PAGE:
Regardless of the preparation method, gradual ethanol gradient steps should be used to reduce the potential for drying artifacts. Initially, both HMDS and CPD samples were found to have surface artifacts with shrinkage following the dehydration and drying protocols available in the literature. After a series of standardizations, we determined that the artifacts were the result of the alcohol dehydration. It is critical to use a slow dehydration process using more gradual ethanol increases during dehydration. Also, the duration of each iteration should be longer for embryos compared to fungal cultures. Further, an additional step at 100% ethanol ensured complete uniform saturation. HMDS can be removed completely or partially to allow air drying of samples, but extended exposure to HMDS and gradual air drying by evaporation were found to be effective for embryos to avoid disruption (Figure 4A,C) caused by large surface tension as observed for microbial cell attachment51. Immersing specimens in HMDS and slow drying overnight revealed an excellent surface structure in Daphnia species52 suggesting that soft delicate tissues could benefit from the slow drying process. Acceptable image quality for embryos can be obtained with slow chemical drying by gradually increasing the concentration of HMDS to ethanol following dehydration.

All samples were mounted onto aluminum stubs using a double-sided carbon tape to provide a conductive surface, a thin coat of colorless nail polish could also be used if the same sample needs to be imaged in a different orientation. Samples can be easily removed from the stubs when nail polish is used on the stub surface and positioning the samples in alternative planes is possible compared to using double-sided carbon tape. As the samples are nonconductive, it is necessary to sputter a thin layer of metal on the samples to increase conductance. A gold target was used in this study during sputter coating, and gold-palladium also yields similar results avoiding charging effects. The correct beam voltage is sample dependent, for lightly coated specimens, imaging with a field emission SEM at 2-5 kV will provide a good definition of surface structures. For tissues with adequate coating, 5 kV generally provides better signal without more beam penetration. For specimens that lack depth and are coated with gold alone, imaging at a higher voltage (10 kV) allowed better visualization of surface topography.

Preparation of delicate tissues for SEM poses distinctive challenges, and a range of sample preparation techniques can be used to overcome and minimize imaging artifacts. We provide comprehensive methods to process three different delicate biological tissue samples, for SEM imaging: embryos, rigid eggshells, and fungal cultures. In our investigation, subtle alterations to popular methods available from previously published studies were made, and we identified the most appropriate dehydration and drying methods specific to each delicate tissue type. These protocols could be adapted to obtain acceptable SEM image quality from similar biological samples.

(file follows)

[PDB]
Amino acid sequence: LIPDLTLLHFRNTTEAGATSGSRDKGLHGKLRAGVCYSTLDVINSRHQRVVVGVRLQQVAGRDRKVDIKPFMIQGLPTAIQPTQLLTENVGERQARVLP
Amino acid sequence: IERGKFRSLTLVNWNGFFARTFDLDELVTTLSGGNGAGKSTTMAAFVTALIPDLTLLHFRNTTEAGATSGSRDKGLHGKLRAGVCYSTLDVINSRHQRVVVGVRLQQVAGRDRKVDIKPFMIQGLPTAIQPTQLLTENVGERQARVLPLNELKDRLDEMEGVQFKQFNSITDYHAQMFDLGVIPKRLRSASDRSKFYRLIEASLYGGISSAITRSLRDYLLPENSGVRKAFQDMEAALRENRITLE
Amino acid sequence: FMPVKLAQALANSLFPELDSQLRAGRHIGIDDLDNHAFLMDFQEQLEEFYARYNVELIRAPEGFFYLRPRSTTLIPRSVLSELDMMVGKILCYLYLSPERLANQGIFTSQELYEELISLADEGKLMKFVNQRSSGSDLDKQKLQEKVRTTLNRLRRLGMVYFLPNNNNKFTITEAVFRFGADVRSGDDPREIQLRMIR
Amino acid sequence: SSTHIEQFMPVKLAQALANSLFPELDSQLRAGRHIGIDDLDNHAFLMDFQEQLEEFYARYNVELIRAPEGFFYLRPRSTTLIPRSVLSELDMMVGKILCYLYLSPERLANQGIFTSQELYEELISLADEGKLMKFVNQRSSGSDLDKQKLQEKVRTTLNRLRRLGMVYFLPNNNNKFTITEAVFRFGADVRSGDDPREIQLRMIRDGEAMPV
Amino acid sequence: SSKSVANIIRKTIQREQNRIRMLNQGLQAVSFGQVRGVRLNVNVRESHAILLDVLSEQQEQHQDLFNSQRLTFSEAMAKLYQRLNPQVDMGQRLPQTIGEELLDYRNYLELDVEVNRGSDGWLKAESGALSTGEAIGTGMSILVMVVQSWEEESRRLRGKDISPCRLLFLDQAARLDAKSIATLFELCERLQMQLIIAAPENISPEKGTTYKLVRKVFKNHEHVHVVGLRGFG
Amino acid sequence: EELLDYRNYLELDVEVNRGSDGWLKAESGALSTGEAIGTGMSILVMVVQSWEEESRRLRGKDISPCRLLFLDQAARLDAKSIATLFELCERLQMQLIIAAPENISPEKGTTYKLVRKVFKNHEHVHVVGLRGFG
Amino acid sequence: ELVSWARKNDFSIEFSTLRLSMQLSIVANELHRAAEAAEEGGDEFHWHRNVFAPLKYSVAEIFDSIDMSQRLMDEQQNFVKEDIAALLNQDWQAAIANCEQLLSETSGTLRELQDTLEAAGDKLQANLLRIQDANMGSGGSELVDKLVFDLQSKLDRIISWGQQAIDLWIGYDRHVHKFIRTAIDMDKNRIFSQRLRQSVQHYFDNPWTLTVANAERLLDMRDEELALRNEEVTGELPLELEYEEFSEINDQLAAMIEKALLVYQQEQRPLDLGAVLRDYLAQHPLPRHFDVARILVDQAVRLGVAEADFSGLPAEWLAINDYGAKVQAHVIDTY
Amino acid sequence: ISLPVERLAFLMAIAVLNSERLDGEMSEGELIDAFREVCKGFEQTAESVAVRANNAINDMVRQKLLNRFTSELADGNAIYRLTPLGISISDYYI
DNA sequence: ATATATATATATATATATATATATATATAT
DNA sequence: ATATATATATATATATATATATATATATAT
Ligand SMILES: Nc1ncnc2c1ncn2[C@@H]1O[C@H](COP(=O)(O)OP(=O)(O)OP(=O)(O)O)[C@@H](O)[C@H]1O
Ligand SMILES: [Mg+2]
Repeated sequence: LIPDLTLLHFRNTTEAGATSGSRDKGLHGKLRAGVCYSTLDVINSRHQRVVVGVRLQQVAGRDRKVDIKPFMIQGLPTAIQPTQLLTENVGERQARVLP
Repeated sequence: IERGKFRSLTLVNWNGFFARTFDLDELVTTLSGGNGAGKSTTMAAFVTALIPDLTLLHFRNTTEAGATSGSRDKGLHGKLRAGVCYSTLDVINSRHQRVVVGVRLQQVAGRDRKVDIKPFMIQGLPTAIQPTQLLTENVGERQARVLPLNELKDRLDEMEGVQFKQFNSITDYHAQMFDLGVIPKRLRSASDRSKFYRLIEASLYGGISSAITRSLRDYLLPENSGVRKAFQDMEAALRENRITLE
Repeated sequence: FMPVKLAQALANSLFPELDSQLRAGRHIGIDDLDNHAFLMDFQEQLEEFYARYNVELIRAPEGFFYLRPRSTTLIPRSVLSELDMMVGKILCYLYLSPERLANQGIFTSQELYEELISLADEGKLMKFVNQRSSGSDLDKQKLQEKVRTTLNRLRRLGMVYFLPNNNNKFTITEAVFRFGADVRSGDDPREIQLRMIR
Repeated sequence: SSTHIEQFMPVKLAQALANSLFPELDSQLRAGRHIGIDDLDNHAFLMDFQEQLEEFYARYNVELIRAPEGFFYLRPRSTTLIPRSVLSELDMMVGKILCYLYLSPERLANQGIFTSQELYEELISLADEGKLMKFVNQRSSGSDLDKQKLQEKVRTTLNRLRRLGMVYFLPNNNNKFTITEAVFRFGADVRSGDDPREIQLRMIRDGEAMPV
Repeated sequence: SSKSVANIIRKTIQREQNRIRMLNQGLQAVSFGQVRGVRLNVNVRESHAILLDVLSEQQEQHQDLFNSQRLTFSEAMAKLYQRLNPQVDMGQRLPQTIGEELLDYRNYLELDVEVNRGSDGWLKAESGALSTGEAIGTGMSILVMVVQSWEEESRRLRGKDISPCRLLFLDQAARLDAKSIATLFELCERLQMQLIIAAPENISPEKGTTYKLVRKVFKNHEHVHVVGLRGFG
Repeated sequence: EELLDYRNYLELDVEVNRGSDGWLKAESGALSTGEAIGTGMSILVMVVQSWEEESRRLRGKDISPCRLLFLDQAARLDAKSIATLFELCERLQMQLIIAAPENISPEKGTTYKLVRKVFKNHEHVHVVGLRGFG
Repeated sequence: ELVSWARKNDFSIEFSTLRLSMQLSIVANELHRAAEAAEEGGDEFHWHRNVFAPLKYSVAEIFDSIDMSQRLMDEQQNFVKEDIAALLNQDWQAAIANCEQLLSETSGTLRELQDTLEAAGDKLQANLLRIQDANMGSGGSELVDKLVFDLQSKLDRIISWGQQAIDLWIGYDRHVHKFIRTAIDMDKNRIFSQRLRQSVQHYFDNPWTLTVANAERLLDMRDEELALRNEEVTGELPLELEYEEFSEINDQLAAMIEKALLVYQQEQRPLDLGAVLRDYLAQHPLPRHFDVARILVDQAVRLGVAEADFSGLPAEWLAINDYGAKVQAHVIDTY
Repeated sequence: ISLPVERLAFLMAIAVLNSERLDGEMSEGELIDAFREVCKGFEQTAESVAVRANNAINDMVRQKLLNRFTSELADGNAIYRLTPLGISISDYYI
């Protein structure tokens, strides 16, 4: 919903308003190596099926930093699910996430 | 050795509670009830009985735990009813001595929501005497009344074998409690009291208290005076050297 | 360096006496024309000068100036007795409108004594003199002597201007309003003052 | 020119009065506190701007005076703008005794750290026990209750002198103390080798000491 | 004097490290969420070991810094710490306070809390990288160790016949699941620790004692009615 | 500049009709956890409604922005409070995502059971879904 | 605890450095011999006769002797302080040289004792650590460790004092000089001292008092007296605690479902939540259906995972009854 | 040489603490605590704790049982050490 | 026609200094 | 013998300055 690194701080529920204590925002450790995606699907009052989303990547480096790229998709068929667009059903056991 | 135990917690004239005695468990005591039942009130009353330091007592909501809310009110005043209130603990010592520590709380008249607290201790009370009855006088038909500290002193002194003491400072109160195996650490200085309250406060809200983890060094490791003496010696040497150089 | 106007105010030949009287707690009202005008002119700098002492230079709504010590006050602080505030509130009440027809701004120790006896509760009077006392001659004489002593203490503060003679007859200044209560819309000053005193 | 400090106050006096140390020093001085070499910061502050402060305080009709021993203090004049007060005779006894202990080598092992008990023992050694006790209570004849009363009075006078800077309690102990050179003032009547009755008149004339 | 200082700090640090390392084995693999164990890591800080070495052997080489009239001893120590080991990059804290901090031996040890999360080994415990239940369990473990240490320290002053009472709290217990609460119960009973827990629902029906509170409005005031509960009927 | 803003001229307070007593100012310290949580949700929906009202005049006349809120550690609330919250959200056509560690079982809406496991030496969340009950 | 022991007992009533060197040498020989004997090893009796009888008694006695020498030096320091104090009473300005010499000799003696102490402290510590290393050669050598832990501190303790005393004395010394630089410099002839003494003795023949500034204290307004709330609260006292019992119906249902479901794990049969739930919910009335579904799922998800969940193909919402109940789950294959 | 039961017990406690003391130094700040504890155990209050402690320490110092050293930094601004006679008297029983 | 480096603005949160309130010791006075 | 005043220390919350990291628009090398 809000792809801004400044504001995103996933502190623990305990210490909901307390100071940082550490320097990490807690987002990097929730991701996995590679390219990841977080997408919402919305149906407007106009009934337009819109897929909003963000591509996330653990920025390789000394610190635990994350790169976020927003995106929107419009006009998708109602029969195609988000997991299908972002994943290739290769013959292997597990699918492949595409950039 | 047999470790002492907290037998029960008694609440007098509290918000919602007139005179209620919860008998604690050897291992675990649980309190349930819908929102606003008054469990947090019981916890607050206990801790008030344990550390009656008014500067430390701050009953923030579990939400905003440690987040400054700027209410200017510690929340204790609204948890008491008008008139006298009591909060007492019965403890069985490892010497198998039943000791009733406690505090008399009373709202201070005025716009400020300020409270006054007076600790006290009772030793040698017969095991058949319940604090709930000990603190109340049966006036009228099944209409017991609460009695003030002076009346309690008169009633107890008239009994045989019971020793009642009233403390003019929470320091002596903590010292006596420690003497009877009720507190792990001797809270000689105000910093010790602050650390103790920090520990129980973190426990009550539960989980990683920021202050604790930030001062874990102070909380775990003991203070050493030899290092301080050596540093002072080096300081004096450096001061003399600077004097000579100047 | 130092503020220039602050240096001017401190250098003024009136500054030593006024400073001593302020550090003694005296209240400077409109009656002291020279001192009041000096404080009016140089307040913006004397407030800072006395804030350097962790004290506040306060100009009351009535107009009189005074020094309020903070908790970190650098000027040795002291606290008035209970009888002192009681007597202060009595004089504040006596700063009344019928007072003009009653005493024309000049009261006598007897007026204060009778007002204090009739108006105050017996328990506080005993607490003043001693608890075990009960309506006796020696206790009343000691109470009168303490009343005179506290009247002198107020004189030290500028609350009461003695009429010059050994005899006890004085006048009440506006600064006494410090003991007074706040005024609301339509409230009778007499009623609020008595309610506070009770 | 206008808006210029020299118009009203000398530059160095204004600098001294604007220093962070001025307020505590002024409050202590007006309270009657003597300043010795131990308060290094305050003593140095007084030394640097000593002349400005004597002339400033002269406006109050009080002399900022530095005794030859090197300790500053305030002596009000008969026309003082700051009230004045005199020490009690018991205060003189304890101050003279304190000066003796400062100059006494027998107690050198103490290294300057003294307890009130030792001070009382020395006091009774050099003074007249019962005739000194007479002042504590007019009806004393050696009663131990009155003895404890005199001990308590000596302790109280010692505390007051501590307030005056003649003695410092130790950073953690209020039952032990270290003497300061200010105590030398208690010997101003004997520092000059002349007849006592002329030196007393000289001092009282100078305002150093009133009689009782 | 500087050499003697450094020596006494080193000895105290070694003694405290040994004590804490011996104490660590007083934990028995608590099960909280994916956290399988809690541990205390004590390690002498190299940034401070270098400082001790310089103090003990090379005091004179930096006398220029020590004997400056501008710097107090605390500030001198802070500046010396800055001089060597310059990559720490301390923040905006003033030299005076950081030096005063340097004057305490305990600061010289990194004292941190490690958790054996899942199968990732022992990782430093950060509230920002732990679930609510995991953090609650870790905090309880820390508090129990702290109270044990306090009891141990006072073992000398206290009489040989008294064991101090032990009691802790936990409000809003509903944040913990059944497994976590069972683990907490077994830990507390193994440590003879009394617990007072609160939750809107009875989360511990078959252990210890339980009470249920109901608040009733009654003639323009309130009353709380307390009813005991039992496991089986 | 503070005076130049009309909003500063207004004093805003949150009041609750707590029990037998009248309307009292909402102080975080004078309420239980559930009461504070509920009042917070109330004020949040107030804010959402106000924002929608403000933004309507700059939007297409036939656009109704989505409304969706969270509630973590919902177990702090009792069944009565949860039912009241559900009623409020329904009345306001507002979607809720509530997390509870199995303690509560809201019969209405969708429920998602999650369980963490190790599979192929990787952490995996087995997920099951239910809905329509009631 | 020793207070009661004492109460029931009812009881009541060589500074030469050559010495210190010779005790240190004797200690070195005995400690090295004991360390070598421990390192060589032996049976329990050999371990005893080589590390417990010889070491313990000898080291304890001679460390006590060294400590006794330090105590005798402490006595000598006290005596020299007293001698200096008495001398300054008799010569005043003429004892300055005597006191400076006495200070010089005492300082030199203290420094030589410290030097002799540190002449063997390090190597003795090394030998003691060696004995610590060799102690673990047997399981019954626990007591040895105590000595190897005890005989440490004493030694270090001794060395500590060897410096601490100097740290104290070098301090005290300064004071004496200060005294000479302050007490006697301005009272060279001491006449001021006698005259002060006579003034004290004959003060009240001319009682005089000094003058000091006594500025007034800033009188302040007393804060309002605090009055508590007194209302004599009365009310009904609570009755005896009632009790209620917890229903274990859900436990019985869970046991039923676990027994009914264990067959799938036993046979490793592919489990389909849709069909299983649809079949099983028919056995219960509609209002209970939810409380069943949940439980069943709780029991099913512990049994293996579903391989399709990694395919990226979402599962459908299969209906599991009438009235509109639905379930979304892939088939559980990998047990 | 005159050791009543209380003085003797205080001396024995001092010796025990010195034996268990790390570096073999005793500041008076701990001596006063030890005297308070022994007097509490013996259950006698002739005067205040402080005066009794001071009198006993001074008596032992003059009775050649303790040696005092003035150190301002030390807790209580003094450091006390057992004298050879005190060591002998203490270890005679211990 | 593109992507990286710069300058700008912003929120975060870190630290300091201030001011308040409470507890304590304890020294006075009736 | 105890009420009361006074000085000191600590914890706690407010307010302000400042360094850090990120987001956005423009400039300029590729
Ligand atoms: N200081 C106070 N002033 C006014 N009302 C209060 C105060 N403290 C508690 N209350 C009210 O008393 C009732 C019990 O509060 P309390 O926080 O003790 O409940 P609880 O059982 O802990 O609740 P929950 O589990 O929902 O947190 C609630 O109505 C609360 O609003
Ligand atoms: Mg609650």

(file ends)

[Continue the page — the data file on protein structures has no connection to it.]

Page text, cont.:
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The authors have nothing to disclose


The authors would like to thank Dr. Daniel Baldassarre, SUNY Oswego for helpful discussions and comments on the manuscript. This study was supported by Rice Creek Associate Grants, Oswego; Challenge Grants SUNY Oswego and National Science Foundation (NSF) Small Grants to PGL and JG.


Name Company Catalog Number Comments
Agar Fischer Scientific S25127A for slide cultures
Aluminum pin stub Tedpella 16111 12.7 mm x 8 mm
BD Difco Dehydrated Culture Media: Potato Dextrose Agar BD 213400 DF0013-17-6 Media for isolation and cultivation of Fungi, yeast and molds
Chloramphenicol Fischer BioReagents BP904-100 Antibiotic for media
Coarse Vermiculite Greenhouse Megastore SO-VER-12 bedding medium
Clear 12- well plate Corning 07-201-589 for fixing embryo
Coverslips Fischer Scientific S17525B for slide culture
Critical Point Dryer Quorum CPD EMS850 critical point drying
Culture dishes Fischer Scientific 08 747B DISH PETRI 100X10MM 12/PK
Ethanol Fischer Scientific A406P 4 dehydration agent
Forceps- Aquarius Tweezers Tedpella 5804 style 4, length 108mm, widh x thickness 0.017 x 0.17 mm
Glutaraldehyde Fischer Scientific G151-1 fixative
Gold target for sputter coater DENTON VACUUM TAR001-0158 Gold Target, 2.375″ D X .002″
Hexamethyldisilazana Fischer Scientific C19479-5000 chemical drying agent
Kim wipes Kimtech S-8115 cleaning
Microscope slides Thermo Scientific 67-762-16 for slide culture
Microscopy Scissors Tedpella 1327 Double pointed, stainless steel, 100 mm L (3-5/8").
Micro-scissors Tedpella 1346 Vannas-type, straight, 80mm L
Moria Perforated Embryo Spoon Fine Science Tools 10370-17 Length 14.5 cm, tip diameter 20 mm, spoon depth 5 mm
Netwell Inserts Corning 0330B09 15 mm Inserts with 74 µm Mesh Size Polyester Membrane act as handy carriers during specimen processing into different solvents
Paraformaldehyde Fischer Scientific T353 500 fixative
Peat moss Walmart- Miracle Gro 551705263 bedding medium
PELCO tabs double stick carbon conductive tape Tedpella 5000 12 mm OD
Sputter coater DENTON VACUUM DESK V thin metal coating
SEM JEOL USA JEOL JSM 6610LV scanning electron scope electron microscopy



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Processing Embryo, Eggshell, and Fungal Culture for Scanning Electron Microscopy
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Gibbons, J., Geetha-Loganathan, P. Processing Embryo, Eggshell, and Fungal Culture for Scanning Electron Microscopy. J. Vis. Exp. (150), e60018, doi:10.3791/60018 (2019).More

Gibbons, J., Geetha-Loganathan, P. Processing Embryo, Eggshell, and Fungal Culture for Scanning Electron Microscopy. J. Vis. Exp. (150), e60018, doi:10.3791/60018 (2019).